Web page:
So as far as Venables is concerned, coaching defenses has always been challenging. Over 25 years in the business, the challenges have only increased as offenses have become more varied and creative and most every rules tweak has made it harder to play defense. Touchdowns and yards have never been more plentiful. FBS records for yards per play, touchdowns per game and points per game set last season are again being challenged in 2018.
“I love the challenge,” said Venables, who has had a top-20 defense each of the last five years at Clemson. “Doesn’t mean I always like the result, but I love the challenge.”
As offenses hum along, defensive coordinator has become the toughest job in college football, often the targets for frustrated fans whose teams just can’t seem to get a stop. No. 4 Oklahoma reached the College Football Playoff, where the Sooners will face No. 1 Alabama on Saturday in the Orange Bowl, after replacing its defensive coordinator halfway through the season.
And when schools are looking for their next head coach, they have been far more likely in recent years to hire the up-coming offensive guru than a guy with a defensive background. On the bright side for defensive coordinators, the pay is great. This season nine of the 10 highest paid assistant coaches in college football were on the defensive side, along with 16 of the 21 assistants who made more than $1 million in salary, according to USA Today’s salary database.
Venables is No. 2 on that list at $2.2 million, behind LSU’s Dave Aranda ($2.5 million). Venables and No. 2 Clemson face No. 3 Notre Dame in the Cotton Bowl in Saturday’s first CFP semifinal. The Fighting Irish are on their third d-coordinator in three years in Clark Lea. In 2016, Notre Dame coach Brian Kelly fired defensive coordinator Brian VanGorder during a 4-8 season. Kelly hired Mike Elko away from Wake Forest in 2017 and Elko did such a good job turning around the Irish defense that Texas A&M gave him a three-year contract worth more than $1.8 million annually.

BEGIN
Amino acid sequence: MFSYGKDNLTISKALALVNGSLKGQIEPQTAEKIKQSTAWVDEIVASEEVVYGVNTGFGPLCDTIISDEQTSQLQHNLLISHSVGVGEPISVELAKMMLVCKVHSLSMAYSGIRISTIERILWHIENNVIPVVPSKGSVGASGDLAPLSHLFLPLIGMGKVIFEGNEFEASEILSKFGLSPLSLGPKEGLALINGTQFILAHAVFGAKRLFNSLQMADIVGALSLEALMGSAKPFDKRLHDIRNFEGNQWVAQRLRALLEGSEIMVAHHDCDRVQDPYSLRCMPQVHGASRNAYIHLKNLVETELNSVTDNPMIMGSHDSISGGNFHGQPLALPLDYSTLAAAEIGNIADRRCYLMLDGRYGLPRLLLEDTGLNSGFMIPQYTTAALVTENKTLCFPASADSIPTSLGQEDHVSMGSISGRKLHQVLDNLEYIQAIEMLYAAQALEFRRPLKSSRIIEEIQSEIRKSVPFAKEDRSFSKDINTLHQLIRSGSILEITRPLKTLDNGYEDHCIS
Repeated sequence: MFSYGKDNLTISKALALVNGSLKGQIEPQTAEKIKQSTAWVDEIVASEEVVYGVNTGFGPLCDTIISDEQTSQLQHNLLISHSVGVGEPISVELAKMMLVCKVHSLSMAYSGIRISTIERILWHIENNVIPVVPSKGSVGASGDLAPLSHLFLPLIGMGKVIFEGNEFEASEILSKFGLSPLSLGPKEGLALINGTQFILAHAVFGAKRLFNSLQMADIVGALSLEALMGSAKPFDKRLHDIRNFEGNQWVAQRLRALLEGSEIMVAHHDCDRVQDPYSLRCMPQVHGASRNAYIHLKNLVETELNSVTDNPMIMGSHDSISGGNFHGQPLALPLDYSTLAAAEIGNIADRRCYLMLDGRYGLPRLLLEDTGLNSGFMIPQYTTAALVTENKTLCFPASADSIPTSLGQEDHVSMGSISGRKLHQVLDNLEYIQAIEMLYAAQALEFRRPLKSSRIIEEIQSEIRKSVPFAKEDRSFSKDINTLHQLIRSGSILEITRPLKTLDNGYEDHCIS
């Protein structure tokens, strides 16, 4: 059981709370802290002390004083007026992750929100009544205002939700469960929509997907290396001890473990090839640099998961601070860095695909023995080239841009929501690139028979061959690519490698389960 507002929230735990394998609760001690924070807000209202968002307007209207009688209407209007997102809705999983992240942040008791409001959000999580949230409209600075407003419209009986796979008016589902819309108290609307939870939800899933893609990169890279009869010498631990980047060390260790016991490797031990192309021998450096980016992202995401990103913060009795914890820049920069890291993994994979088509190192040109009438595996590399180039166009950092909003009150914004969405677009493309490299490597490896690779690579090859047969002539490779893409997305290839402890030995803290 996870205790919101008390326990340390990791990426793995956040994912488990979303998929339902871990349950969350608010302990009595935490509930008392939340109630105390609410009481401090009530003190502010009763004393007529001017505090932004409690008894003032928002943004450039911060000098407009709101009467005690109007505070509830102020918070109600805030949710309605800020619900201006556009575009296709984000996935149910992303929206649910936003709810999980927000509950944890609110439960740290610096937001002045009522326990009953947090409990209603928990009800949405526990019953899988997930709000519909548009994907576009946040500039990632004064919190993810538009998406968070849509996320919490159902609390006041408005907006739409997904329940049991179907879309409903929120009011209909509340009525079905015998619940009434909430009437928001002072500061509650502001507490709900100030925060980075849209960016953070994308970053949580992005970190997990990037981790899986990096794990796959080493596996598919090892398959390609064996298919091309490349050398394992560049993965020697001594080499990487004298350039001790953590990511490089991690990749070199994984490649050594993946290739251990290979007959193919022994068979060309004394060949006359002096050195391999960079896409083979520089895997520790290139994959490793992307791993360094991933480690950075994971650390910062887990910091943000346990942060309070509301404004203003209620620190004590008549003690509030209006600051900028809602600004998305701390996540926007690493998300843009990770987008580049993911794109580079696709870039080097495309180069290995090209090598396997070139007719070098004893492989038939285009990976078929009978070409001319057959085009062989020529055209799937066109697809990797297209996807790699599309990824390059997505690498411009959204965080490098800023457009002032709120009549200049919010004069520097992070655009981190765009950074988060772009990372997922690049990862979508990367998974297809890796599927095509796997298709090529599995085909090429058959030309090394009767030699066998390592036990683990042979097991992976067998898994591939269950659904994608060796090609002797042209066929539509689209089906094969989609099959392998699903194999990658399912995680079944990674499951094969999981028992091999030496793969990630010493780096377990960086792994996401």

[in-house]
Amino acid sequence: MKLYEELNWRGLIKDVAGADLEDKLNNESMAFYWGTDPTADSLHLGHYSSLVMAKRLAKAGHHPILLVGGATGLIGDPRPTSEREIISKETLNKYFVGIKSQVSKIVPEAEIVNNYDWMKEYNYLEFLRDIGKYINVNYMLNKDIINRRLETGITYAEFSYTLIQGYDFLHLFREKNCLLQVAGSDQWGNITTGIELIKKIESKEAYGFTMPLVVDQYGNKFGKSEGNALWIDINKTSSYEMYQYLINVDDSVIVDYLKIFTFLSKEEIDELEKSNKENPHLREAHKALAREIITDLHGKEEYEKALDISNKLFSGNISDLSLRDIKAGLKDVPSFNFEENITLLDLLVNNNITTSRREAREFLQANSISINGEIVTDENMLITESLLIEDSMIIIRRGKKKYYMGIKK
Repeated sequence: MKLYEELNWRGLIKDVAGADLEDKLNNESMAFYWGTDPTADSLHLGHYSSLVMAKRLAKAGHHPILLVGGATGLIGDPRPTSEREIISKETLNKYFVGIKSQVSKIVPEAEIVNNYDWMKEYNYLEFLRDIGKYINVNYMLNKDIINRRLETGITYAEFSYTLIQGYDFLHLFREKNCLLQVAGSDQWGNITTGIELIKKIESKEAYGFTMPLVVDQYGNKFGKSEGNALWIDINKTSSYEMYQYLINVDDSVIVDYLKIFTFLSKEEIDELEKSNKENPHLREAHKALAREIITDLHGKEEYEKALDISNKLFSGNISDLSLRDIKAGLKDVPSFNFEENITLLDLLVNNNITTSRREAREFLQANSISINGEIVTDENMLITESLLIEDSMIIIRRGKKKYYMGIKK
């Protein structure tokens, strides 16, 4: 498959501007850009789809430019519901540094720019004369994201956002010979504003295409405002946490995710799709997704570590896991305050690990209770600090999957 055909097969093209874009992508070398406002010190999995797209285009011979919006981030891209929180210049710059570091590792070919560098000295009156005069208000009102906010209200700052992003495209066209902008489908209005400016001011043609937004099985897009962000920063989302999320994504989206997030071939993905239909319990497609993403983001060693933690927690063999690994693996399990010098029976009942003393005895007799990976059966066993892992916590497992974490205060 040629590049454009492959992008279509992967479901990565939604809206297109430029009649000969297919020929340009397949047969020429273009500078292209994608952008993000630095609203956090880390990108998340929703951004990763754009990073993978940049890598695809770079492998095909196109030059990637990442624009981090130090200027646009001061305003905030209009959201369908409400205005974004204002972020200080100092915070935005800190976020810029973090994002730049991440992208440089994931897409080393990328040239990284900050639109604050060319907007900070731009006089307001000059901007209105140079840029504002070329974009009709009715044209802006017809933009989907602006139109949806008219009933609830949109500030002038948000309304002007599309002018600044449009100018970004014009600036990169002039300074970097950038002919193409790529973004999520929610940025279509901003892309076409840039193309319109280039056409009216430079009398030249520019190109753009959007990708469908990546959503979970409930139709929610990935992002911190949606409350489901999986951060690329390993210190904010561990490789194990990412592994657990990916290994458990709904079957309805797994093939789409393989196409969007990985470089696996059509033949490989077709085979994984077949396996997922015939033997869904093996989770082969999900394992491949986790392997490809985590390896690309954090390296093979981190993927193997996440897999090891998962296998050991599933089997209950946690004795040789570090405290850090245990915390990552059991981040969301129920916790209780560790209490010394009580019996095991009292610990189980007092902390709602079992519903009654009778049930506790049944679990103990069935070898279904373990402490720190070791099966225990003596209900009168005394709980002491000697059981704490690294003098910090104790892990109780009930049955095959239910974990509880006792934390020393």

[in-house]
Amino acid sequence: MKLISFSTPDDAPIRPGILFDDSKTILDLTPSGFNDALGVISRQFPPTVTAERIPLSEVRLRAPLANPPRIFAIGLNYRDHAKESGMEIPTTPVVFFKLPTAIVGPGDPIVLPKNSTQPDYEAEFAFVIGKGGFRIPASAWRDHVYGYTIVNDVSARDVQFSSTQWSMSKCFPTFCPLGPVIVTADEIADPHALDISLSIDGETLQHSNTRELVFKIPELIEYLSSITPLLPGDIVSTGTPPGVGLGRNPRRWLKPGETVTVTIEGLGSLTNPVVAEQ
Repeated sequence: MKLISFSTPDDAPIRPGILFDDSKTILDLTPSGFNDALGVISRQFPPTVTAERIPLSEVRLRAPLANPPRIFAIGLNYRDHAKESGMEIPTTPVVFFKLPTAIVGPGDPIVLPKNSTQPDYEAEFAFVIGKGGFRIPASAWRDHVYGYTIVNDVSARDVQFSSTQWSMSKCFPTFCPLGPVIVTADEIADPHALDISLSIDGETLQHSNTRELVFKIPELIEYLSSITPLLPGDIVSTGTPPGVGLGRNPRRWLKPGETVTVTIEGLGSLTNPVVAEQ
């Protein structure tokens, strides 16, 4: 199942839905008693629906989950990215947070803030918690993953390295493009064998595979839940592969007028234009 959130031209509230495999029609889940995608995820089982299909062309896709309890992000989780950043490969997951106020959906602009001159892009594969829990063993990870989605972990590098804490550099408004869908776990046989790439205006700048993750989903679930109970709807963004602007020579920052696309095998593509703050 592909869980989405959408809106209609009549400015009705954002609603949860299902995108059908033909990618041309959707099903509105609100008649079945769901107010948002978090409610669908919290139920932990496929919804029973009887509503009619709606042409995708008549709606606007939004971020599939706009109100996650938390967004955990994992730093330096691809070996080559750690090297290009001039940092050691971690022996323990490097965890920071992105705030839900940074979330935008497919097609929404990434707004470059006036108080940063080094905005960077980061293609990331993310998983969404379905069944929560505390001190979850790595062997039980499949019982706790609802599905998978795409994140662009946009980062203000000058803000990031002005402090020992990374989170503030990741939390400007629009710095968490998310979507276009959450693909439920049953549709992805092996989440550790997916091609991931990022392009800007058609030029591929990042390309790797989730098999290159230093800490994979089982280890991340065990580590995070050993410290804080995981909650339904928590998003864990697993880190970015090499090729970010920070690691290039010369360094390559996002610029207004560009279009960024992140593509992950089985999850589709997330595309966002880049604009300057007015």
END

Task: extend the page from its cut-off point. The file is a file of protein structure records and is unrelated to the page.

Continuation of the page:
Kelly promoted 37-year-old Clark Lea to replace Elko and the Fighting Irish defense took another step forward this season, ranking eighth nationally in yards per play allowed (4.53)
While Venables coaches like a sugared-up 10-year-old who can barely stay off the field during the games, Lea is professorial in his demeanor and approach.
“We joke a lot they we definitely chose the wrong side (of the ball) to do it,” Lea said Wednesday. “It’s a lot more fun to be an offensive coach these days. The challenges inherit in defending modern offense require some ability to process and think and be creative. And I think that’s a fun part of what we do. It’s a game of strategy.”
Venables could have been a head coach by now but he can afford with be picky, with a great salary and a boss in Dabo Swinney who has built Clemson into Alabama’s biggest challenger for college football supremacy. But for most defensive coordinators, getting a chance to run a program has been difficult.
Over the last two years there have been 42 coaches hired in FBS and 34 have had offensive backgrounds, a fact pointed out recently by Football Scoop. Working for Alabama coach Nick Saban seems to help. The Tide is also on its third defensive coordinator in three years as Tosh Lupoi was promoted after last season to replace Jeremy Pruitt, who is now Tennessee’s head coach. Pruitt got the job when Kirby Smart left to lead Georgia in 2016.
Oklahoma defensive coordinator Ruffin McNeill spent years coaching defense for Mike Leach at Texas Tech before becoming a head coach at his alma mater, East Carolina. After being fired at ECU, coach Lincoln Riley brought McNeill to Oklahoma in 2017 to be defensive line coach. Riley turned to the 60-year-old McNeill in October to try the Sooners’ defense after Mike Stoops was fired.
Especially in the wide-open and wild Big 12, a defensive coordinator needs drown out the criticism and not get too down about those gaudy scores.
“As a play-caller or a defensive coach, you’ve got to make sure you keep things in perspective and respect it and know there’s a good chance they can put some points on the board,” McNeill said. “But you can’t caught up into worrying about it too much. The defensive thought process has to be get the ball back to your offense. Break serve. Of course, as a defensive guy all his life, 38 years of coaching, you’d like to have a zero. But at the same time you’ve got to be ready to evolve and know the quarterbacks are really developed. You have to be ready to not accept it, but deal with it, and move on to the next play.”